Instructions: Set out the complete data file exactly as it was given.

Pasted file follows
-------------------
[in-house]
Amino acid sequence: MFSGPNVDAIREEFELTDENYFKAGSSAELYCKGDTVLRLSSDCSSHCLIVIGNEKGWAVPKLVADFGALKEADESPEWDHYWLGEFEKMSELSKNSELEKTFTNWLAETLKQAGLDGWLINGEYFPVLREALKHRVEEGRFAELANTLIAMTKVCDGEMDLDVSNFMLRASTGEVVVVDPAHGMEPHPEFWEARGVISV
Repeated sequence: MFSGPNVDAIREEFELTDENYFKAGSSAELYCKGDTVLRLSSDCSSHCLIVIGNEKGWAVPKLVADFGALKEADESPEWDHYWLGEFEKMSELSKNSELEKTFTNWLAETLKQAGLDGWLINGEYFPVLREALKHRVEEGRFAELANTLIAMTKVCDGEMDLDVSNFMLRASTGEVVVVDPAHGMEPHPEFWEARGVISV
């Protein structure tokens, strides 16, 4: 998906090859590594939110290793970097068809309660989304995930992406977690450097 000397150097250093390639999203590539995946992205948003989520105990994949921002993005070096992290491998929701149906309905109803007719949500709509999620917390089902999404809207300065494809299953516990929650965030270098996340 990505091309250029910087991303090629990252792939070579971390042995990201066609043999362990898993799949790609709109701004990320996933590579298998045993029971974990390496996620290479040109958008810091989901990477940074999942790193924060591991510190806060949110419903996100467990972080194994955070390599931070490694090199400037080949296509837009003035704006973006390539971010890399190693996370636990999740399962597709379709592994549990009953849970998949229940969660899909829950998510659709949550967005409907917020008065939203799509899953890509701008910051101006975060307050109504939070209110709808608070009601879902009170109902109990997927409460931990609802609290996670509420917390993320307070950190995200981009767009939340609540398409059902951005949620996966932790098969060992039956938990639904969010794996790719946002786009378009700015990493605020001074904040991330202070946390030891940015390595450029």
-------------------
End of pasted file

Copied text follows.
[in-house]
Amino acid sequence: MFSGPNVDAIREEFELTDENYFKAGSSAELYCKGDTVLRLSSDCSSHCLIVIGNEKGWAVPKLVADFGALKEADESPEWDHYWLGEFEKMSELSKNSELEKTFTNWLAETLKQAGLDGWLINGEYFPVLREALKHRVEEGRFAELANTLIAMTKVCDGEMDLDVSNFMLRASTGEVVVVDPAHGMEPHPEFWEARGVISV
Repeated sequence: MFSGPNVDAIREEFELTDENYFKAGSSAELYCKGDTVLRLSSDCSSHCLIVIGNEKGWAVPKLVADFGALKEADESPEWDHYWLGEFEKMSELSKNSELEKTFTNWLAETLKQAGLDGWLINGEYFPVLREALKHRVEEGRFAELANTLIAMTKVCDGEMDLDVSNFMLRASTGEVVVVDPAHGMEPHPEFWEARGVISV
């Protein structure tokens, strides 16, 4: 998906090859590594939110290793970097068809309660989304995930992406977690450097 000397150097250093390639999203590539995946992205948003989520105990994949921002993005070096992290491998929701149906309905109803007719949500709509999620917390089902999404809207300065494809299953516990929650965030270098996340 990505091309250029910087991303090629990252792939070579971390042995990201066609043999362990898993799949790609709109701004990320996933590579298998045993029971974990390496996620290479040109958008810091989901990477940074999942790193924060591991510190806060949110419903996100467990972080194994955070390599931070490694090199400037080949296509837009003035704006973006390539971010890399190693996370636990999740399962597709379709592994549990009953849970998949229940969660899909829950998510659709949550967005409907917020008065939203799509899953890509701008910051101006975060307050109504939070209110709808608070009601879902009170109902109990997927409460931990609802609290996670509420917390993320307070950190995200981009767009939340609540398409059902951005949620996966932790098969060992039956938990639904969010794996790719946002786009378009700015990493605020001074904040991330202070946390030891940015390595450029």